• Workshop 1 is the first formal gathering of the Climate Action Team. This workshop sets the stage for the LCR process by showcasing the need for integrated planning and systemic solutions. The primary goal of this workshop is to develop team members' climate change literacy (i.e., improve their understanding) with regard to regional climate projections, potential climate risks, and the importance of adaptation and mitigation for minimizing climate impacts. The LCR Champion should develop activities that encourage participants to explore systemic solutions and identify the co-benefits of climate action (see Appendix 4 in the LCR Handbook).
  • LCR Tip: Use the Taking Stock spreadsheet from Phase 1 to show participants the climate-related work that the community has already undertaken. This information can then be used in group activities to stimulate thinking about cross-departmental approaches to addressing risk, reducing emissions, and advancing co-benefits.
  • Use Workshop 1 to achieve the following outcomes:
    • Develop climate change literacy.
    • Emphasize the benefits of the LCR approach.
    • Summarize existing climate-related work in the community, and explore synergies in different departments' mandates and areas of work.
    • Brainstorm initial LCR opportunities to develop an ‘integrative mindset’ among the Climate Action Team (see the City of Port Moody ICABCCI Case Study below).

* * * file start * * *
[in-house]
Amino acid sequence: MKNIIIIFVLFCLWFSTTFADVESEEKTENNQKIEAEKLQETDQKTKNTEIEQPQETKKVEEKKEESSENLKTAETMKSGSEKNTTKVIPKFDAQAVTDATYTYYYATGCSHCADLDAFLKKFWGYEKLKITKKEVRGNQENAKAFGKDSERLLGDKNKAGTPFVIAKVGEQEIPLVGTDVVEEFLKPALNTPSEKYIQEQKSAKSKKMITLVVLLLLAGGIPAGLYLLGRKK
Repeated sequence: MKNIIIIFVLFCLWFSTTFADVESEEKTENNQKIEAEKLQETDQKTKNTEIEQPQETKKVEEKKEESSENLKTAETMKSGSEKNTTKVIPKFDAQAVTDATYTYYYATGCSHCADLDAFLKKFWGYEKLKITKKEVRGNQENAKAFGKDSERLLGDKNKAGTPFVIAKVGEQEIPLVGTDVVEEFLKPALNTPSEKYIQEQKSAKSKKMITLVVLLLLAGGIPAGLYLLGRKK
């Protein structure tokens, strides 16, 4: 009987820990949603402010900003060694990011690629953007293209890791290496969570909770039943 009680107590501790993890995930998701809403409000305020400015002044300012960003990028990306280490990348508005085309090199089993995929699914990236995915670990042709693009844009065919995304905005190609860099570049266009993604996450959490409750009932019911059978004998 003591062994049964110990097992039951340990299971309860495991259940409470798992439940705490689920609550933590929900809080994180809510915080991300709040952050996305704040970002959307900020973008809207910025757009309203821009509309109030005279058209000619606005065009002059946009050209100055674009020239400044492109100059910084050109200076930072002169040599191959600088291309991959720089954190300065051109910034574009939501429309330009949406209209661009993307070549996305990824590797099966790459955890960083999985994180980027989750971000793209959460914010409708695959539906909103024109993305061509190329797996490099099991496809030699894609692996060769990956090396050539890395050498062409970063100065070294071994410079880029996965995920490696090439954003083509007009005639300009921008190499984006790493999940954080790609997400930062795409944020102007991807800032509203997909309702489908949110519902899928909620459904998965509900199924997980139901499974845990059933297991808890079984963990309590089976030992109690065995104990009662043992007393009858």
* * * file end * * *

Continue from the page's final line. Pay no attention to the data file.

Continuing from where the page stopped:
• For more details about how to conduct Workshop 1, please see page 50 in the LCR Handbook.

data_check 2.4 Step Check

  • Host Workshop 1. Compile a list of initial LCR opportunities to generate an integrative mindset, and begin identifying opportunities for synergies. 

Case Study

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Cultivating an Integrative Mindset in the City of Port Moody

While hosting Port Moody’s inaugural LCR workshop, the LCR Champion noticed a subtle shift away from siloed thinking amongst the participants. This was accomplished by encouraging the team to think systemically about the impacts of climate change and to explore diverse responses using LCR strategies, thus fostering an integrative mindset. To outline a few examples, the team members discussed the LCR advantage of green or “soft” foreshore protection, the emissions implications of backup generators, the energy security of renewables, and how to account for the impacts of climate change (and any implemented responses) on the City’s unhoused population.

During the workshop, the Champion observed critical relationships being formed between team members. In addition, cross-departmental exchanges began occurring more frequently outside of the workshop process.

In subsequent workshops, the Champion and the consulting team reinforced LCR learning and capacity through targeted activities. These included exercises that encouraged staff to broaden their thinking and to examine alternatives that they othewise might not have considered.

One outcome of workshop participation was that it generated LCR momentum. For instance, the staff responsible for asset management are currently collaborating with ecosystems, parks, and engineering staff to explore the potential of natural assets (and ecosystem services) for minimizing flood risk, avoiding emissions from expanded infrastructure, and protecting greenspaces and biodiversity.

The LCR planning process set the stage for cross-departmental exchanges and integrative mindsets. This, in turn, enhanced staff capacity for exploring LCR strategies, options for budget-sharing, and opportunities for collaboration. The result was a growing momentum on climate action amongst staff across the organization.

All of this started with framing the LCR objectives at Workshop 1.